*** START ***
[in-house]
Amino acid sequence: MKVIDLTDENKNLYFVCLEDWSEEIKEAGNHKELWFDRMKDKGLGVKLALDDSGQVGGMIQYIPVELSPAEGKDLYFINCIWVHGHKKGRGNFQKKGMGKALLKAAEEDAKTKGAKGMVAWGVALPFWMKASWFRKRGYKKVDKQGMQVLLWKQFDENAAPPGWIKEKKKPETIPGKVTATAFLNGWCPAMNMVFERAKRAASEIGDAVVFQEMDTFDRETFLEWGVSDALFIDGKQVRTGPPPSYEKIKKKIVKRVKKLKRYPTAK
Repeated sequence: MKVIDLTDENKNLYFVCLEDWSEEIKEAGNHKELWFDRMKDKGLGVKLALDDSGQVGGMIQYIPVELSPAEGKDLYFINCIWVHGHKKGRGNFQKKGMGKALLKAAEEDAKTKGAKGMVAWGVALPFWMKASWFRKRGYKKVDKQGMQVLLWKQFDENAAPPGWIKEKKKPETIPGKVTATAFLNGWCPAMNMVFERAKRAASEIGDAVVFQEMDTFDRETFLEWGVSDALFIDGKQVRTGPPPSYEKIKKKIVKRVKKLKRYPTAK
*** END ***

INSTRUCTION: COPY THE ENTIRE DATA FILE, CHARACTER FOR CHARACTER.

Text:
[in-house]
Amino acid sequence: MKVIDLTDENKNLYFVCLEDWSEEIKEAGNHKELWFDRMKDKGLGVKLALDDSGQVGGMIQYIPVELSPAEGKDLYFINCIWVHGHKKGRGNFQKKGMGKALLKAAEEDAKTKGAKGMVAWGVALPFWMKASWFRKRGYKKVDKQGMQVLLWKQFDENAAPPGWIKEKKKPETIPGKVTATAFLNGWCPAMNMVFERAKRAASEIGDAVVFQEMDTFDRETFLEWGVSDALFIDGKQVRTGPPPSYEKIKKKIVKRVKKLKRYPTAK
Repeated sequence: MKVIDLTDENKNLYFVCLEDWSEEIKEAGNHKELWFDRMKDKGLGVKLALDDSGQVGGMIQYIPVELSPAEGKDLYFINCIWVHGHKKGRGNFQKKGMGKALLKAAEEDAKTKGAKGMVAWGVALPFWMKASWFRKRGYKKVDKQGMQVLLWKQFDENAAPPGWIKEKKKPETIPGKVTATAFLNGWCPAMNMVFERAKRAASEIGDAVVFQEMDTFDRETFLEWGVSDALFIDGKQVRTGPPPSYEKIKKKIVKRVKKLKRYPTAK